This one is shaped like a big rectangular friend. It’s a GatesAir ULXTE-30, which can give you 19.2 kilowatts out of its 30 amplifier modules.
This one’s practically brand new and is pretty much an illustration of how densely you can build a LDMOS based solid state linear amplifier! Gates says it can give you up to 45% efficiency which is pretty dang good for linear amplification – a necessary evil with transmission modes that use amplitude keying such as 8VSB, QAM, and COFDM. All the major heat sources on this unit are cooled by a standard 50% mix automotive grade antifreeze solution circulated through tubes in the modules.
From top to bottom:
I forgot to annotate this but the harmonic filter is that ridged black tube up top above the cabinet. It doesn’t get dissipate much energy at all and requires no active cooling.
The exciters are responsible for generating the RF carrier, modulating it with data input from the broadcast encoders (back at the studio in our case), and applying precorrection for frequency and group delay response of the amplifier and filter system. GatesAir calls the latter their RTAC System, for Real-time Active Correction. Only one is actually on air at a time, but you can switch exciter in case of one failing, or to allow you to do things like update the software on one while the other is on air.
The controller provides local and remote (web interface) control and metering of the transmitter’s functioning as well as controlling the power and cooling systems. It has canbus communications to the rest of the system.
You can see that the modules below are in three distinct groups. This is because the whole thing is of a modular design; lower wattage units may have only one or two of those ten-pack units and can even have the cooling pump station built right into the bottom of the cabinet! This one’s just packed with power, though. The power supplies are slide out modules with air cooling – they’re pretty high efficiency so they don’t need a lot of airflow. The weird little pick on the door is used to lift the latch that holds them in if you have to remove one.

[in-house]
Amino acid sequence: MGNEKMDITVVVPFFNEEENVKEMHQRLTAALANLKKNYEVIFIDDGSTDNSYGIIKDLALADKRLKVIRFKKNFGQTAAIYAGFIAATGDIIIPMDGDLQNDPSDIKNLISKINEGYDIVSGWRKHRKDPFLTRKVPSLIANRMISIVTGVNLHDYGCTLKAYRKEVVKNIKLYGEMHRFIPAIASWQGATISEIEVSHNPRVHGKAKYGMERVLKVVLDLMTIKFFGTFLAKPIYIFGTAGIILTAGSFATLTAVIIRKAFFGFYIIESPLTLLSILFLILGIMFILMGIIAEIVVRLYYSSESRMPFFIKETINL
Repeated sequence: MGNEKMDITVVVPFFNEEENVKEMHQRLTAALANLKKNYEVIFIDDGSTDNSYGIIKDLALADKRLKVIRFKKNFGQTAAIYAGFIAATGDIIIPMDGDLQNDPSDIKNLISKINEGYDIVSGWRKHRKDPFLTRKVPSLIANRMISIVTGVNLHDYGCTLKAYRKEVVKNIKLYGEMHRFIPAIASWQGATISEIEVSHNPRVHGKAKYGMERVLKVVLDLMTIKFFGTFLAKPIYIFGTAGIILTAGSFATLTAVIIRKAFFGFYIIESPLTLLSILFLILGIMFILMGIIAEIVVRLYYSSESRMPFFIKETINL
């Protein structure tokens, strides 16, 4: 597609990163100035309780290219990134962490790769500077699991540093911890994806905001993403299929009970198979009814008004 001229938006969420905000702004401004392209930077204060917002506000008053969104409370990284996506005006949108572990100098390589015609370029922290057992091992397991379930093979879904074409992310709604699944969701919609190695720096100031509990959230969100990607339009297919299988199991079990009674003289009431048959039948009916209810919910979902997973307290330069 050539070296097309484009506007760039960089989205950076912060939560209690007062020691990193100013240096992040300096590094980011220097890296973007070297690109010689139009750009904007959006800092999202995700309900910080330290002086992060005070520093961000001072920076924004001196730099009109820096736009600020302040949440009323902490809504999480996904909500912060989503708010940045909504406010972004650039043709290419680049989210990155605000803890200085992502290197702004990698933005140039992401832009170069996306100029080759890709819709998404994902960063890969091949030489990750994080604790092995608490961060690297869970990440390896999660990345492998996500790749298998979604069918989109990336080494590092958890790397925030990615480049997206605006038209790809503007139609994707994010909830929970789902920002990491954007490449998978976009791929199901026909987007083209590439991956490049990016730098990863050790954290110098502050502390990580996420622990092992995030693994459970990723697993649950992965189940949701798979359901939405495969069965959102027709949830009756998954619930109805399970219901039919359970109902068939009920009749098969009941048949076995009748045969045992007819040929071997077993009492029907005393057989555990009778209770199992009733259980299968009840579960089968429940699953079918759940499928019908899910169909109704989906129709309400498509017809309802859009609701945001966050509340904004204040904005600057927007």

In each group of modules, the upper two are a preamp and driver stage, and the rest are final power amplifiers. The output of each goes to a backplane with a combiner that feeds into the large black combiner seen in the back of the cabinet. The two glycol cooled reject loads absorb any reflected power caused by imbalances in the system.
Look carefully and you’ll see I placed a pink asterisk at the top. This is indicating a small yellow wifi router. If you don’t use this I’d recommend unplugging the power lead to it. It’s not vital for anything, it’s basically just used if you have a wireless tablet used to get into the web interface instead of a device on wired Ethernet.
The pumps are external on this system. They’re the unit on the right here. To the left is a combiner and filter unit that’s combining this and the output of another transmitter to a common transmission line and antenna. There are four variable frequency drives on it, two control the pumps and two control the fans outside on the radiator.
The heat yeeter:
To date the only thing I’ve had to do with this transmitter was replace one power supply module that tanked under warranty and top up the cooling system. It’s a good tall beige friend.
This poor thing was running on EMPTY, time to juice it up! Let’s see, uh…. wait. You can’t just let it draw the solution in out of a bucket, you must use an external pump to force it in there! The expansion tank is very much on the wrong side of the pump to make pressurizing the system the same way you do with the newer systems possible.
Oh and it’s all on the outdoor side and the pumps get all nasty due to weather exposure. Both of these units have one bad pump each. Yaaaackkkk.
I unfortunately didn’t get pictures of the mess that occurred when the charging pump blechhhhh’d all over the floor or when that main vent pictured above inexplicably yacked on the wall behind it but suffice to say mess was made here.
Seen here – the sight glass and automatic air vent at the high point of the system.
Until today I never gave too much thought to this cooling system, and it seems I should have done so more often as it was sitting there at zero pressure. Yikes. In fact… its pressure had gone so low that the janky little pressure gauges were doing this.
I have no idea how it managed to slip around to the wrong side of the pin, but it’s a really garbage tier gauge so I guess that’s no surprise.
Refilling the system is a matter of just opening the vent caps on the air vent valves, admitting fresh coolant to the system via that tap on the pump suction side, and creating backpressure in the system by closing the suction side valve partially. This causes backpressure to build up in the system and compress the air bladder inside that tank while making the pump draw more coolant in from the source. Once it’s run for a while you can close the vent caps on the valves so they don’t, uh—